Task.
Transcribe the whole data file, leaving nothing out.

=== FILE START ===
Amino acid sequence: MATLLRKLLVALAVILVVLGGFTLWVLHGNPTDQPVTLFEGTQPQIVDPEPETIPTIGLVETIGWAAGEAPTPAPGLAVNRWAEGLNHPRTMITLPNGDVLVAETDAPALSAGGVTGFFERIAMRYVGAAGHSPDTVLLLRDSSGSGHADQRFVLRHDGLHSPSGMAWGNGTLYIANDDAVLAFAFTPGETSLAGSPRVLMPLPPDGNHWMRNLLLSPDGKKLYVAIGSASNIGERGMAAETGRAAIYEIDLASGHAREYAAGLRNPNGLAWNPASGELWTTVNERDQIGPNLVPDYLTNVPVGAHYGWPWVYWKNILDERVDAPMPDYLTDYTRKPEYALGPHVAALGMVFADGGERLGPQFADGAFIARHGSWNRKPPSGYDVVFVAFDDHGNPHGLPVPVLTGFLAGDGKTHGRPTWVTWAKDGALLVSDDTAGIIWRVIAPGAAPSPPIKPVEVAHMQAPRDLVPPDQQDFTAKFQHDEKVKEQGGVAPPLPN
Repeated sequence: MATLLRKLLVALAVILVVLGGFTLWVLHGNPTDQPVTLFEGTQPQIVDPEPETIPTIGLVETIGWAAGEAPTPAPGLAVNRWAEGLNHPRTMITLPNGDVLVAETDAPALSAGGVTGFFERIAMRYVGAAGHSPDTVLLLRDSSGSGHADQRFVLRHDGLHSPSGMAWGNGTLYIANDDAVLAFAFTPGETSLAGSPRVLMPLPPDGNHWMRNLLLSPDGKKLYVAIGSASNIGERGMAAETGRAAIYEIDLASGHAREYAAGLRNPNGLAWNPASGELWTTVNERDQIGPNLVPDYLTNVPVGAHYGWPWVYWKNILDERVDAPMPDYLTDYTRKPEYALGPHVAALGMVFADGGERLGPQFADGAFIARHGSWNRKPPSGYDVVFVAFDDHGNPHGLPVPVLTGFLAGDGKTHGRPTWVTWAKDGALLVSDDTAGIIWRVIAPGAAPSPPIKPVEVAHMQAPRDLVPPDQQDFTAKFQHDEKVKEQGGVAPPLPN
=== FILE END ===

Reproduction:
Amino acid sequence: MATLLRKLLVALAVILVVLGGFTLWVLHGNPTDQPVTLFEGTQPQIVDPEPETIPTIGLVETIGWAAGEAPTPAPGLAVNRWAEGLNHPRTMITLPNGDVLVAETDAPALSAGGVTGFFERIAMRYVGAAGHSPDTVLLLRDSSGSGHADQRFVLRHDGLHSPSGMAWGNGTLYIANDDAVLAFAFTPGETSLAGSPRVLMPLPPDGNHWMRNLLLSPDGKKLYVAIGSASNIGERGMAAETGRAAIYEIDLASGHAREYAAGLRNPNGLAWNPASGELWTTVNERDQIGPNLVPDYLTNVPVGAHYGWPWVYWKNILDERVDAPMPDYLTDYTRKPEYALGPHVAALGMVFADGGERLGPQFADGAFIARHGSWNRKPPSGYDVVFVAFDDHGNPHGLPVPVLTGFLAGDGKTHGRPTWVTWAKDGALLVSDDTAGIIWRVIAPGAAPSPPIKPVEVAHMQAPRDLVPPDQQDFTAKFQHDEKVKEQGGVAPPLPN
Repeated sequence: MATLLRKLLVALAVILVVLGGFTLWVLHGNPTDQPVTLFEGTQPQIVDPEPETIPTIGLVETIGWAAGEAPTPAPGLAVNRWAEGLNHPRTMITLPNGDVLVAETDAPALSAGGVTGFFERIAMRYVGAAGHSPDTVLLLRDSSGSGHADQRFVLRHDGLHSPSGMAWGNGTLYIANDDAVLAFAFTPGETSLAGSPRVLMPLPPDGNHWMRNLLLSPDGKKLYVAIGSASNIGERGMAAETGRAAIYEIDLASGHAREYAAGLRNPNGLAWNPASGELWTTVNERDQIGPNLVPDYLTNVPVGAHYGWPWVYWKNILDERVDAPMPDYLTDYTRKPEYALGPHVAALGMVFADGGERLGPQFADGAFIARHGSWNRKPPSGYDVVFVAFDDHGNPHGLPVPVLTGFLAGDGKTHGRPTWVTWAKDGALLVSDDTAGIIWRVIAPGAAPSPPIKPVEVAHMQAPRDLVPPDQQDFTAKFQHDEKVKEQGGVAPPLPN